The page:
Ralph Bivins, Houston 2020: America’s Boom Town – An Extreme Close Up. Fifth Estate Media, 2018. 160 pp.
Review by Seth Uzman
Naomi Klein thinks the coronavirus pandemic is another example of disaster capitalism. The concept she pioneered has become enormously influential – even shorthand – for how the Left thinks about moments like our own. The key idea in Klein’s argument is that whenever there is a crisis or a “natural disaster”: capital has a coherent and politically magnetic program for resolving it by reorganizing accumulation and reaping huge profits. The formula involves: selling off public assets; buying up resources and land on the cheap; corporate bailouts from governments; radical free market policies and suspending democracy; charging exorbitant prices for people who are left destitute, etc. This can be useful in understanding an era’s original moments (e.g. Chile in 1973), and some of its episodes (Katrina’s New Orleans, Maria’s Puerto Rico, Harvey’s Houston, and possibly post-pandemic higher ed). But if this approach to ‘disaster capitalism’ thrives on explaining crucial episodes of late-capitalist dynamism, it runs into trouble grasping the logic of their sequence and the stuff that happens between them.
What the Coronavirus episode is exposing quite clearly is that disaster capitalism (or the “shock doctrine”) is not just a way that certain capitalists take advantage of these moments but is also what sets up future crises. Disaster capitalism is not a “quick fix” for a certain layer of capitalism to make megaprofits while the rest of the world burns, drowns or struggles to breath without a ventilator; rather it sets the stage for future crises to be even worse. The destruction of public welfare states and the privatization of social goods means that every country in the world is now ill-equipped to deal with the coronavirus crisis. Even more, it is making it impossible for capitalists to function. Disaster capitalism is not just the story of how capital sinisterly exploits and loots; it is a story of how capitalism creates its own disasters.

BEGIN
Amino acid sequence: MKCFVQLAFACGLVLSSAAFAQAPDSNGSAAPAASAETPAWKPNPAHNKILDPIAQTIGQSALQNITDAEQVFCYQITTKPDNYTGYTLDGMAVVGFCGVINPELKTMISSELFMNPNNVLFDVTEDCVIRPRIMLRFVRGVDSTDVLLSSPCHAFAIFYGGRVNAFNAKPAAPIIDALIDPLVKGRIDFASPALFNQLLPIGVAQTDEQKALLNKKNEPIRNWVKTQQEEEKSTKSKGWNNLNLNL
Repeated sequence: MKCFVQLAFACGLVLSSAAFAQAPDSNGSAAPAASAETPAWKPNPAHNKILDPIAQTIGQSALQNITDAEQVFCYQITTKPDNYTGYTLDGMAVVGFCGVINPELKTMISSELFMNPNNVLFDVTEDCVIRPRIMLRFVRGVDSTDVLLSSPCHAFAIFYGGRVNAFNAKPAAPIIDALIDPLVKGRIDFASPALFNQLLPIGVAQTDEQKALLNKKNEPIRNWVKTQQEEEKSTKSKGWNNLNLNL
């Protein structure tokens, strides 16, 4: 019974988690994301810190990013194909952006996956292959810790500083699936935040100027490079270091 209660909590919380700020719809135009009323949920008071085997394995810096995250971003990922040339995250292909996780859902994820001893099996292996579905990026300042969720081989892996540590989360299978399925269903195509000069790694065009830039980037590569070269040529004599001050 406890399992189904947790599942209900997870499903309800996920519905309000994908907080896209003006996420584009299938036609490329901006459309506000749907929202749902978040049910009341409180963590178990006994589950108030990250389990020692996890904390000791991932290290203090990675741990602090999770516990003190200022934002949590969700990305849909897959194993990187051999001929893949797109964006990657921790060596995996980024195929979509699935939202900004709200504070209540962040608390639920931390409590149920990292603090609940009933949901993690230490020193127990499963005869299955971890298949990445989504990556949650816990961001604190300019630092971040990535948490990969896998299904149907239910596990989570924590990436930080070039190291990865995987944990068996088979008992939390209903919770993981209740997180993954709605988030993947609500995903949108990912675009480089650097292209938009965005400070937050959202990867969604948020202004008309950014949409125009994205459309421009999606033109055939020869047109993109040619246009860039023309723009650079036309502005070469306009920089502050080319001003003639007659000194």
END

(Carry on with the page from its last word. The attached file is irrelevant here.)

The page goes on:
Written in 2018 but held a year for release, Houston 2020 is a disaster capitalism program for a post-Harvey Houston. Ralph Bivins is a prolific and knowledgeable business journalist, trying to reach an audience of investors; and he thinks Houston is a primetime place for their money. But there is a huge problem (there are a few more actually), and it’s that the city of Houston went on lockdown last week. This, as unemployment claims in the state of Texas, like the spread of the virus, surged exponentially. Moreover, as the wider engines of the economy stall at 30,000 financial feet, staring down the barrel of 30% unemployment in June, and a 50% drop in GDP – not the growth rate, but actual stuff being produced at all – things don’t look so good for “America’s Boom Town” in 2020. The point is not to laugh at the book’s awful timing (though that doesn’t mean you shouldn’t). Bivins could not have reasonably predicted a coronavirus would seize the globe and grind 2020’s world economy to a near halt. In turn, he had no way of anticipating the resulting crisis of Texas public finances, organized around regressive sales taxes and aggravated by a concurrent collapse in the price of oil. And, he had no way of knowing the Lt. Governor Dan Patrick would have a public meltdown, making the one on the stock market look tame, as he called on seniors like a raving fanatic to sacrifice themselves to the god of gross domestic product (we all have our moments). But it should not have come as a surprise to anyone, but the capitalists in Houston that the lack of public health care and the reliance on just-in-time production would spell disaster eventually.
To be sure, we are already witnessing – and will see much more of – the most breathtakingly hideous, colossally destructive and all too familiar behavior of predatory capitalism. Price-gouging, evictions, mass layoffs registering on the Richter scale – not a quarantine turned general strike, but a quarantine turned lockout. But at the same time, if the pandemic is producing a disaster capitalism, it’s certainly a novel one. The potential return of a chilling, militarized state-capitalist agenda clearly departs from the classical disaster capitalist script of ‘privatize and downsize.’ On the one hand, this reflects what happens when a concept born at the beginning and heyday of an era is used to understand that same era’s decline. On the other, it actually shows that disaster capitalism isn’t a coherent agenda, since the neoliberal ruins of previous shock doctrines are now calling forth very different ‘disaster capitalist’ solutions from the ruling class. But, the bigger problem with ‘disaster capitalism’ as a summary for our moment is that it’s always just as surprised as the capitalists who benefited from last year’s disaster. The capitalists that profit from one disaster are never able to organize accumulation to postpone or necessarily benefit from the next one.